In many European cities, you can find a guide in a red t-shirt running free tours to the most important downtown sights and monuments. Reykjavik is no different.
From mid-May through September, you can meet Jonas outside the main tourist office at 1pm for an easy-going, free walking tour. There's no cost, but of course it's nice to tip your guide based on how much you think he (or, in other cases, she) deserves.
And you might be surprised at how highly you value the tour.
There's nothing like being taken from place to place by a local, especially in Iceland, where they genuinely want you to have the best vacation - not just spend lots of money in their country.
Jonas casually and conversationally leads groups around Reykjavik, explaining the importance of public squares, why homes are designed the way they are and where to find the best coffee in town.
But more entertaining is the number of people he knows along the way. He'll point at a government building, then acknowledge a passerby, saying, 'and this is so-and-so and he's a doctor,' as if it's perfectly normal to know half the people who pass by on the street.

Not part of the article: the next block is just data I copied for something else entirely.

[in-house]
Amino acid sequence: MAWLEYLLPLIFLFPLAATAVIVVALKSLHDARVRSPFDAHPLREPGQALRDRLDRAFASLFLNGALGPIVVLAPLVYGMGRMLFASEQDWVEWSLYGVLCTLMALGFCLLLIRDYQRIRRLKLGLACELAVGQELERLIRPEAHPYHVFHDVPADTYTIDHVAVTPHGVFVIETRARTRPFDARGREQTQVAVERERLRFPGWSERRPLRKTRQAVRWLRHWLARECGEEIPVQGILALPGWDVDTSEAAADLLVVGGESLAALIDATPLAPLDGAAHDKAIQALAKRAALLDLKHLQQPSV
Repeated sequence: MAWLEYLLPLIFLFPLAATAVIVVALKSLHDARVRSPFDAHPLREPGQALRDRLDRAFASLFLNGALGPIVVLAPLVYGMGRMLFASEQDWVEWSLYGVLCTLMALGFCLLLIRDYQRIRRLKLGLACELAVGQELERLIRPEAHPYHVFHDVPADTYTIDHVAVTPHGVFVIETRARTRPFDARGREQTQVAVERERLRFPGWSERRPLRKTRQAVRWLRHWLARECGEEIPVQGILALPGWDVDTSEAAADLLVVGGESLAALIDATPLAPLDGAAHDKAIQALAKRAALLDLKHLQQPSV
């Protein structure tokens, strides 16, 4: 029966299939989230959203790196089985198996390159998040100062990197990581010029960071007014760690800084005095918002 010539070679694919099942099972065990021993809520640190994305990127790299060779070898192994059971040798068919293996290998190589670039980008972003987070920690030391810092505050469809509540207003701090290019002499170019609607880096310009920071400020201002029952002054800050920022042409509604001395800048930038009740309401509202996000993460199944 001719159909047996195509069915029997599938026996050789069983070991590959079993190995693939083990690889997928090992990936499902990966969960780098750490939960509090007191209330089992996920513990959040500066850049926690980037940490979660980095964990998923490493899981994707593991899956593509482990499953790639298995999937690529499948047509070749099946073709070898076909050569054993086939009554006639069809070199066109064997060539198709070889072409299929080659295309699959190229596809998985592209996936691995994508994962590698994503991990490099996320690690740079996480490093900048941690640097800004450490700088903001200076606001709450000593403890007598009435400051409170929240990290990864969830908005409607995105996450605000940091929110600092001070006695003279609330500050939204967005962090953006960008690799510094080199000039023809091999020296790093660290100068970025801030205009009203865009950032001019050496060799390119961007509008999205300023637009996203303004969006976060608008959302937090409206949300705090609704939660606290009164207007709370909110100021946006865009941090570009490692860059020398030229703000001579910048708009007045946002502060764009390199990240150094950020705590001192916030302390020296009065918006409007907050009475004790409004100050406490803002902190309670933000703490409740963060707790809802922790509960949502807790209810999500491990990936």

He might also hook tour-goers up with a special beer discount, if he happens to take your group past a pub at the right moment.
At the end of the tour, Jonas asks if there are any questions. He has been very thorough all afternoon, so I can't come up with anything he missed. Instead, I ask him why "Reykjavik" is spelled without the A on his t-shirt.
"I think it was a mistake and the boss just didn't want to order new shirts!" he says.
This answer makes me pretty confident he was being honest in everything else he told us, too.
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Adrienne is an avid traveler, always eager to explore and learn something new. Her writing (both travel and otherwise) has been published in Canadian Living, Homemakers, the National Post, 2 for couples and on YourHome.ca, among others. She's always on the lookout for an interesting story.
Located: Kitchener Canada
Likes: adventure, romantic getaways, ecotourism, food and drink, culture, health